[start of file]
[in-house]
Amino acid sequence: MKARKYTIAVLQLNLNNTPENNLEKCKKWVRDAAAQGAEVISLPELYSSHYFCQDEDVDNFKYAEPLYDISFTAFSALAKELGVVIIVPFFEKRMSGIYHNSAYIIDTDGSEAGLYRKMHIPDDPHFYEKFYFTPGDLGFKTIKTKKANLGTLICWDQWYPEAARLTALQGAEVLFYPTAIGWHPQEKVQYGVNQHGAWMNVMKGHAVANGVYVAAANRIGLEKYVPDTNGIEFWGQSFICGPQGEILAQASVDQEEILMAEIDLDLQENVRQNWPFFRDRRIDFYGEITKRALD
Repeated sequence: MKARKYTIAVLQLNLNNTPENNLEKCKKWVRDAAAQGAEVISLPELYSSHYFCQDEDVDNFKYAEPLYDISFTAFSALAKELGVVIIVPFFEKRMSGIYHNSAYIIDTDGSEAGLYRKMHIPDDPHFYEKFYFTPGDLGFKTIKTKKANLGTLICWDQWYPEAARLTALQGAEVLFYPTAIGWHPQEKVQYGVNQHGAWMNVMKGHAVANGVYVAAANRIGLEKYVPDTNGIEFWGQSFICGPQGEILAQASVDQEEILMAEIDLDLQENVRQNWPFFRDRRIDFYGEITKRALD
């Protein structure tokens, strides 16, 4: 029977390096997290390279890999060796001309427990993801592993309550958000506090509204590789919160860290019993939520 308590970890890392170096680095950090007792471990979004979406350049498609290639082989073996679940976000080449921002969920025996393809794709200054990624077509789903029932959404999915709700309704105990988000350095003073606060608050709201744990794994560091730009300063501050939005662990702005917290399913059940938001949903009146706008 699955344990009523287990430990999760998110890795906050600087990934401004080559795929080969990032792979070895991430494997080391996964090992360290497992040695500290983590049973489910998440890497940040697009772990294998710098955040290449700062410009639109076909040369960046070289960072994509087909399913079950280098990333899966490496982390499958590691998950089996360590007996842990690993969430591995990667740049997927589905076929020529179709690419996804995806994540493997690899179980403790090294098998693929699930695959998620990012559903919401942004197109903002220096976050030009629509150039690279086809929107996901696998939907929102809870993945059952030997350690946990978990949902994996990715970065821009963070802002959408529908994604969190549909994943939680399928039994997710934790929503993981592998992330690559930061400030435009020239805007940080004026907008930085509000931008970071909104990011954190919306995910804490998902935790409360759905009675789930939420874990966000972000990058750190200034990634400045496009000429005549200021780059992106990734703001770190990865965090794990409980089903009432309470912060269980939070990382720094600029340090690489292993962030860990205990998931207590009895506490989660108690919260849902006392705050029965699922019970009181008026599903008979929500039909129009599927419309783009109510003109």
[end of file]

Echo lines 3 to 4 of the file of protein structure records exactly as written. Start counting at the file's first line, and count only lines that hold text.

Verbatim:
Repeated sequence: MKARKYTIAVLQLNLNNTPENNLEKCKKWVRDAAAQGAEVISLPELYSSHYFCQDEDVDNFKYAEPLYDISFTAFSALAKELGVVIIVPFFEKRMSGIYHNSAYIIDTDGSEAGLYRKMHIPDDPHFYEKFYFTPGDLGFKTIKTKKANLGTLICWDQWYPEAARLTALQGAEVLFYPTAIGWHPQEKVQYGVNQHGAWMNVMKGHAVANGVYVAAANRIGLEKYVPDTNGIEFWGQSFICGPQGEILAQASVDQEEILMAEIDLDLQENVRQNWPFFRDRRIDFYGEITKRALD
């Protein structure tokens, strides 16, 4: 029977390096997290390279890999060796001309427990993801592993309550958000506090509204590789919160860290019993939520 308590970890890392170096680095950090007792471990979004979406350049498609290639082989073996679940976000080449921002969920025996393809794709200054990624077509789903029932959404999915709700309704105990988000350095003073606060608050709201744990794994560091730009300063501050939005662990702005917290399913059940938001949903009146706008 699955344990009523287990430990999760998110890795906050600087990934401004080559795929080969990032792979070895991430494997080391996964090992360290497992040695500290983590049973489910998440890497940040697009772990294998710098955040290449700062410009639109076909040369960046070289960072994509087909399913079950280098990333899966490496982390499958590691998950089996360590007996842990690993969430591995990667740049997927589905076929020529179709690419996804995806994540493997690899179980403790090294098998693929699930695959998620990012559903919401942004197109903002220096976050030009629509150039690279086809929107996901696998939907929102809870993945059952030997350690946990978990949902994996990715970065821009963070802002959408529908994604969190549909994943939680399928039994997710934790929503993981592998992330690559930061400030435009020239805007940080004026907008930085509000931008970071909104990011954190919306995910804490998902935790409360759905009675789930939420874990966000972000990058750190200034990634400045496009000429005549200021780059992106990734703001770190990865965090794990409980089903009432309470912060269980939070990382720094600029340090690489292993962030860990205990998931207590009895506490989660108690919260849902006392705050029965699922019970009181008026599903008979929500039909129009599927419309783009109510003109």